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Title:Looking beyond the urban poor in South Africa: the new terra incognita for urban geography?
Author:Visser, GustavISNI
Year:2013
Periodical:Canadian Journal of African Studies (ISSN 0008-3968)
Volume:47
Issue:1
Pages:75-93
Language:English
Geographic term:South Africa
Subjects:urban society
research
urban poverty
External link:https://www.tandfonline.com/doi/abs/10.1080/00083968.2013.770593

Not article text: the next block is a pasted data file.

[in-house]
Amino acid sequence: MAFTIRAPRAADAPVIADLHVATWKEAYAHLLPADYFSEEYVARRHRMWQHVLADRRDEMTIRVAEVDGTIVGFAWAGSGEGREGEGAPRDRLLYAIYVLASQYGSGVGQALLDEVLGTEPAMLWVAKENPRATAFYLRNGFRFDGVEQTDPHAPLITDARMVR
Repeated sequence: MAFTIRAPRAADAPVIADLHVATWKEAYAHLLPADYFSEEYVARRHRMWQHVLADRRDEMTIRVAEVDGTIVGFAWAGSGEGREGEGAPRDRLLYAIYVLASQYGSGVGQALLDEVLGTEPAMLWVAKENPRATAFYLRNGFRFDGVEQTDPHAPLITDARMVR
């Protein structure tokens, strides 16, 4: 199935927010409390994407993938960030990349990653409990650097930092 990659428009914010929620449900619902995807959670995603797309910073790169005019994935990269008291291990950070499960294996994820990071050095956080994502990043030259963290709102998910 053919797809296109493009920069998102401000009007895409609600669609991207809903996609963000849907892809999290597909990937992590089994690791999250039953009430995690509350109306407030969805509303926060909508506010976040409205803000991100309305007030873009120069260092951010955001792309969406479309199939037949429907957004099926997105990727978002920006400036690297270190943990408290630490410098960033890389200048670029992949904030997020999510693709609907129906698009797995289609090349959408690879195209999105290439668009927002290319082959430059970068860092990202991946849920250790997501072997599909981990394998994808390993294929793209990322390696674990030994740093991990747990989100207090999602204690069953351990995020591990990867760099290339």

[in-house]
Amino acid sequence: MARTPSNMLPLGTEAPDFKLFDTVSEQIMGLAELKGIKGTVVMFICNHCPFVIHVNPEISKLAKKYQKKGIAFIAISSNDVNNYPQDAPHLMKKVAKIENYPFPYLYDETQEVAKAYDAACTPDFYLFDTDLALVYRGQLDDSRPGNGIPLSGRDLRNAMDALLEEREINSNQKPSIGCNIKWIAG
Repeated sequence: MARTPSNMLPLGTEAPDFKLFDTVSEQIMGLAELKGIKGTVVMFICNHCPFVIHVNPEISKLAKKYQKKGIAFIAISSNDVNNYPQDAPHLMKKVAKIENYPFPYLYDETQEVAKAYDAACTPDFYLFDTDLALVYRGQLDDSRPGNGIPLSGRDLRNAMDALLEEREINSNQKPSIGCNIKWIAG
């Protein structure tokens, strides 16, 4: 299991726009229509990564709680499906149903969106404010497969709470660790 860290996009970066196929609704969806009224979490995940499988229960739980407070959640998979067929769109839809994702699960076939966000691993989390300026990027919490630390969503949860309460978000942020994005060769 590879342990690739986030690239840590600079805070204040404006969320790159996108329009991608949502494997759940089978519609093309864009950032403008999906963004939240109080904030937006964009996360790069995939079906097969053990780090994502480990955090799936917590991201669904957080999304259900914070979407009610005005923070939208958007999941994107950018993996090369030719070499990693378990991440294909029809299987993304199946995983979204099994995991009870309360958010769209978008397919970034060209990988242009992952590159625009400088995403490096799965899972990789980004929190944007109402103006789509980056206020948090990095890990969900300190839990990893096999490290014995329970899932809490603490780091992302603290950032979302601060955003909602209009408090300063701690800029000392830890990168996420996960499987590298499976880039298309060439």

Abstract:The past two decades have seen the development of a rich body of scholarship focusing on South African urban settlements. An extensive narrative has emerged on the changing spatialities of the broader urban system, but the representation of South African urban areas remains surprisingly incomplete. The overwhelming majority of research deals with aspects of urban poverty and aims at informing policy and implementation responses that can provide an alternative urban future - with seemingly limited success.The contention in this paper does not challenge the notion that elevated levels of urbanising poverty represent a future development trajectory of the so-called 'real African cities' to which scholars like E. Pieterse refer. However, such an observation requires considerable refinement in the South African urban context. The growing number of urban residents is not necessarily poor. In fact, the number of relatively wealthy, in Africa generally and South Africa in particular, is rapidly expanding. It is the contention of this paper that, while there might be a moral imperative to investigate poor urban lives, there is similarly an empirical and theoretical obligation to investigate beyond the urban poor. The paper argues that the current imbalance in urban scholarship, focusing too heavily on the urban poor, allows the relatively wealthy to reproduce urban spaces as they please, with little scrutiny from scholars and policymakers. It suggests that, as long as we do not take the realities of these 'other' urban dwellers seriously, there is little hope of addressing the fragmentation of the urban form and exclusion of the poor so typical of South African cities. Although existing scholarship aims to integrate currently fragmented cities, ignoring those who are not poor could lead urban scholars to implicitly reinforce South Africa's dualistic cities. Bibliogr., notes, sum. in English and French. [Journal abstract]
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